we can pass "any" number of additional arguments after the second one, and it is up to us to determine how many there are and what are their types using some sort of protocol which is outside of the function passing mechanism.

For instance if we call this function like this:

foo(1, 2, 3.0);
foo(1, 2, "abc");

there is no way that the callee can distinguish the cases. There are just some bits in a parameter passing area, and we have no idea whether they represent a pointer to character data or a floating point number.

The possibilities for communicating this type of information are numerous. For example in POSIX, the exec family of functions use variable arguments which have all the same type, char *, and a null pointer is used to indicate the end of the list:

#include <stdarg.h>

void my_exec(char *progname, ...)
  va_list variable_args;
  va_start (variable_args, progname);

  for (;;) {
     char *arg = va_arg(variable_args, char *);
     if (arg == 0)
     /* process arg */


If the caller forgets to pass a null pointer terminator, the behavior will be undefined because the function will keep invoking va_arg after it has consumed all of the arguments. Our my_exec function has to be called like this:

my_exec("foo", "bar", "xyzzy", (char *) 0);

The cast on the 0 is required because there is no context for it to be interpreted as a null pointer constant: the compiler has no idea that the intended type for that argument is a pointer type. Furthermore (void *) 0 isn't correct because it will simply be passed as the void * type and not char *, though the two are almost certainly compatible at the binary level so it will work in practice. A common mistake with that type of exec function is this:

my_exec("foo", "bar", "xyzzy", NULL);

where the compiler's NULL happens to be defined as 0 without any (void *) cast.

Another possible scheme is to require the caller to pass down a number which indicates how many arguments there are. Of course, that number could be incorrect.

In the case of printf, the format string describes the argument list. The function parses it and extracts the arguments accordingly.

As mentioned at the outset, some compilers, notably the GNU C Compiler, can parse format strings at compile time and perform static type checking against the number and types of arguments.

However, note that a format string can be other than a literal, and may be computed at run time, which is impervious to such type checking schemes. Fictitious example:

char *fmt_string = message_lookup(current_language, message_code);

/* no type checking from gcc in this case: fmt_string could have
   four conversion specifiers, or ones not matching the types of
   arg1, arg2, arg3, without generating any diagnostic. */
snprintf(buffer, sizeof buffer, fmt_string, arg1, arg2, arg3);

It is because this is the only way to tell the functions (like printf scanf) that which type of value you are passing. for example-

int main()
    int i=22;
    return 0;

this code will print character not integer 22. because you have told the printf function to treat the variable as char.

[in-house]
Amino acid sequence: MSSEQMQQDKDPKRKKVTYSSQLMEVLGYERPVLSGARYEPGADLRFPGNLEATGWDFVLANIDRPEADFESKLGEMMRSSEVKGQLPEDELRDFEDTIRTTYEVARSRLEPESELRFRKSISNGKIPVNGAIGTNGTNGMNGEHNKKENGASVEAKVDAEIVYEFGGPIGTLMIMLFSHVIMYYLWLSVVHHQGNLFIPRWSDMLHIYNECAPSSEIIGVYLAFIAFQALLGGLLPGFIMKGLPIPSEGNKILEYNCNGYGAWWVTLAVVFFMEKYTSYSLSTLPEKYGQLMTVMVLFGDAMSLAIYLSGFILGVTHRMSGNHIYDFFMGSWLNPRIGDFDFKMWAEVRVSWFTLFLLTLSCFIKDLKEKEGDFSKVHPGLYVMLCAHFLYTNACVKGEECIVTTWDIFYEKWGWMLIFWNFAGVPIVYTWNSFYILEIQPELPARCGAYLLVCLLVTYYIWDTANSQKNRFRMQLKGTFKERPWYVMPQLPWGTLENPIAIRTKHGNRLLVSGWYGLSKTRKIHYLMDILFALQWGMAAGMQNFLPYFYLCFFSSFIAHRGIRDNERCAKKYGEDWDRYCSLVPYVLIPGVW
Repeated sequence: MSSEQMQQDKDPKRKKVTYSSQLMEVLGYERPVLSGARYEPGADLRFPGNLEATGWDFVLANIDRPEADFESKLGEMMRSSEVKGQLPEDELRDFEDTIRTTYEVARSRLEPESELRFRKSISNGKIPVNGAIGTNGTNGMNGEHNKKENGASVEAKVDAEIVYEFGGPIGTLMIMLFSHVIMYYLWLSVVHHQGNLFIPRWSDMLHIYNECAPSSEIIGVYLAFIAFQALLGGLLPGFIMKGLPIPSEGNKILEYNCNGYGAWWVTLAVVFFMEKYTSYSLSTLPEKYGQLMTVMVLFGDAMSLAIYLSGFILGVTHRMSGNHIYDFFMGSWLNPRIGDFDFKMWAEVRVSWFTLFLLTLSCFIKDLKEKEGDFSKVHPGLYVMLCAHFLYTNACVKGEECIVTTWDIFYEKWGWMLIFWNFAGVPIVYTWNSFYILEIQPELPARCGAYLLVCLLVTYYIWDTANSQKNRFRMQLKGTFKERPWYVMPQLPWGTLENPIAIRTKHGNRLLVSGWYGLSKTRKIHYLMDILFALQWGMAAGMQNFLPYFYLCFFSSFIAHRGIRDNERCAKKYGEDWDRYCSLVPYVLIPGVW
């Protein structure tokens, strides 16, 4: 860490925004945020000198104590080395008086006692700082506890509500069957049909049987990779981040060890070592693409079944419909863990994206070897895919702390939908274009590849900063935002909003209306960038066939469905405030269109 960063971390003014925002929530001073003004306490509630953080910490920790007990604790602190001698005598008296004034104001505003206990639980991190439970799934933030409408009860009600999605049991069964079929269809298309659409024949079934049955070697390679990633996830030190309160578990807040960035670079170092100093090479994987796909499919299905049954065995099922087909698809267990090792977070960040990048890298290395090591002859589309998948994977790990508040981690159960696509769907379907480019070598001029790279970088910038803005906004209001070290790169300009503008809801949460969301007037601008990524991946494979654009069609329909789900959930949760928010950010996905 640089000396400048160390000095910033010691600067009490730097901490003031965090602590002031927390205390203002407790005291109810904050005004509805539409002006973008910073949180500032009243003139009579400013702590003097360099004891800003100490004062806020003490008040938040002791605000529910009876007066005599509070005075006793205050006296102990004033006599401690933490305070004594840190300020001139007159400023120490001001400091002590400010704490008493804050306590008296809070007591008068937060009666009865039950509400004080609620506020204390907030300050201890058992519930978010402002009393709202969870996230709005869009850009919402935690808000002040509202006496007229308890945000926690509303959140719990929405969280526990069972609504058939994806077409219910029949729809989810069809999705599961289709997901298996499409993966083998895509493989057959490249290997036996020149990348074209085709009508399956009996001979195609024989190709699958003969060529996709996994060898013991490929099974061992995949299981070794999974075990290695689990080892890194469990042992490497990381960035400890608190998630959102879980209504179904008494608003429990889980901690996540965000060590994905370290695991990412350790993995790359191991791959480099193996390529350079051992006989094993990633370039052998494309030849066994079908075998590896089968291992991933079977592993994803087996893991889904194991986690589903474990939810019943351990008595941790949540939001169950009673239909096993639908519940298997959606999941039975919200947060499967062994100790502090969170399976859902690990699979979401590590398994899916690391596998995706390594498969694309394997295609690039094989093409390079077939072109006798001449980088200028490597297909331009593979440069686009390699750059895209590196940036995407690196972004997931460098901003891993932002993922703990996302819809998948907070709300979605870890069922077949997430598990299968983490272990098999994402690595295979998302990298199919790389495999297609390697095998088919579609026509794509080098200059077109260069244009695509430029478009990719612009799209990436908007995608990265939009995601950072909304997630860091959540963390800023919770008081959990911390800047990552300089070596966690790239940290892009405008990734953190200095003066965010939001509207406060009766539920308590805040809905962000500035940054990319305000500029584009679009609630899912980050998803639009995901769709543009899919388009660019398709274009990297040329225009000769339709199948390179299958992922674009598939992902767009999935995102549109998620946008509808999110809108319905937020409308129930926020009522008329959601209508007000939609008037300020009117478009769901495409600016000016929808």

printf and scanf are I/O functions that are designed and defined in a way to receive a control string and a list of arguments.

The functions does not know the type of parameter passed to it , and Compiler also cant pass this information to it.

  • 4
    -1 This doesn't answer the question as far as I can make out.
    – user2363448
    Aug 13, 2013 at 9:17

Because in the printf you're not specifying data type, you're specifying data format. This is an important distinction in any language, and it's doubly important in C.

When you scan in a string with with %s, you're not saying "parse a string input for my string variable." You can't say that in C because C doesn't have a string type. The closest thing C has to a string variable is a fixed-size character array that happens to contain a characters representing a string, with the end of string indicated by a null character. So what you're really saying is "here's an array to hold the string, I promise it's big enough for the string input I want you to parse."

Primitive? Of course. C was invented over 40 years ago, when a typical machine had at most 64K of RAM. In such an environment, conserving RAM had a higher priority than sophisticated string manipulation.

Still, the %s scanner persists in more advanced programming environments, where there are string data types. Because it's about scanning, not typing.

  • 1
    No, each format specifier does specify the required type of the argument. %s requires an argument of type char* (which must be a pointer to a string). %d requires an argument of type int. %x and %o require and argument of type unsigned int. And so forth. %s is a bit different in that it processes data that the argument points to. Oh, and the end of a string is not indicated by NULL; that's a null pointer constant. It's indicated by a null character, '\0'. Aug 16, 2013 at 17:33
  • 2
    First off, you're misusing the word "requires". That implies that you get an error if you provide the wrong data type. You get a warning, no more. The %s expects char * but you still compiles if you provide something else. // You're right about the NULL though, I'll change that. Aug 16, 2013 at 22:19
  • 1
    I didn't mean the word "requires" to imply that a diagnostic is required. In fact, the behavior is undefined, and providing the wrong type is erroneous. (It doesn't require a diagnostic because that would be impossible in general; the format string needn't be a string literal.) By providing a "%s" or "%d" format, you, the programmer, are specifying that you will provide a char* or int, respectively, as the corresponding argument. Aug 16, 2013 at 23:32
  • "That implies that you get an error if you provide the wrong data type" -- No it doesn't. This is wrong and so, for the most part, is your answer.
    – Jim Balter
    Jul 22, 2014 at 7:26
  • @JimBalter A comment that tells me I'm wrong without telling me why is not very useful. Aug 9, 2014 at 20:51